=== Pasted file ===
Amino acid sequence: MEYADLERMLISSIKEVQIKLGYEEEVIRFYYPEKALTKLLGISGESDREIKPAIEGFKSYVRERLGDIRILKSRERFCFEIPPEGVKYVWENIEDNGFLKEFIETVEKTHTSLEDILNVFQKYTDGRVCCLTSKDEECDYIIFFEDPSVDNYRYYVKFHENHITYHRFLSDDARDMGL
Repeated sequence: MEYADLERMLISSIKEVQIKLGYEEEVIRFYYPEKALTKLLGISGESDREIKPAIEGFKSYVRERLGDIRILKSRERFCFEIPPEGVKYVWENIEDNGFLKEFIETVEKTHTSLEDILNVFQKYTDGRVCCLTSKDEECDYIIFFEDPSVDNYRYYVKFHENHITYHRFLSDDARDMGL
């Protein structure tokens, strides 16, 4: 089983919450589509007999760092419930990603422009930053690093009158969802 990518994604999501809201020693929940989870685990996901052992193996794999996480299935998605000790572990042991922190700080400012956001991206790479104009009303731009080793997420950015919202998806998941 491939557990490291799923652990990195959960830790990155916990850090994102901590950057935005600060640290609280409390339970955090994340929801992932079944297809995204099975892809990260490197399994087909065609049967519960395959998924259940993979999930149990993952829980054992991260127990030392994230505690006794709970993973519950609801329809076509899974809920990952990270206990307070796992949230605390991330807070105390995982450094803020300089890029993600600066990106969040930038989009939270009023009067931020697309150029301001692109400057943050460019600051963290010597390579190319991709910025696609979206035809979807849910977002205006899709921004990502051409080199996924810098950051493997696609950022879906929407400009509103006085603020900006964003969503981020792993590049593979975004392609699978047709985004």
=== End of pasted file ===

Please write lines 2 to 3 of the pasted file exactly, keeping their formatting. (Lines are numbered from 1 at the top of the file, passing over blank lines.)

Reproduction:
Repeated sequence: MEYADLERMLISSIKEVQIKLGYEEEVIRFYYPEKALTKLLGISGESDREIKPAIEGFKSYVRERLGDIRILKSRERFCFEIPPEGVKYVWENIEDNGFLKEFIETVEKTHTSLEDILNVFQKYTDGRVCCLTSKDEECDYIIFFEDPSVDNYRYYVKFHENHITYHRFLSDDARDMGL
């Protein structure tokens, strides 16, 4: 089983919450589509007999760092419930990603422009930053690093009158969802 990518994604999501809201020693929940989870685990996901052992193996794999996480299935998605000790572990042991922190700080400012956001991206790479104009009303731009080793997420950015919202998806998941 491939557990490291799923652990990195959960830790990155916990850090994102901590950057935005600060640290609280409390339970955090994340929801992932079944297809995204099975892809990260490197399994087909065609049967519960395959998924259940993979999930149990993952829980054992991260127990030392994230505690006794709970993973519950609801329809076509899974809920990952990270206990307070796992949230605390991330807070105390995982450094803020300089890029993600600066990106969040930038989009939270009023009067931020697309150029301001692109400057943050460019600051963290010597390579190319991709910025696609979206035809979807849910977002205006899709921004990502051409080199996924810098950051493997696609950022879906929407400009509103006085603020900006964003969503981020792993590049593979975004392609699978047709985004």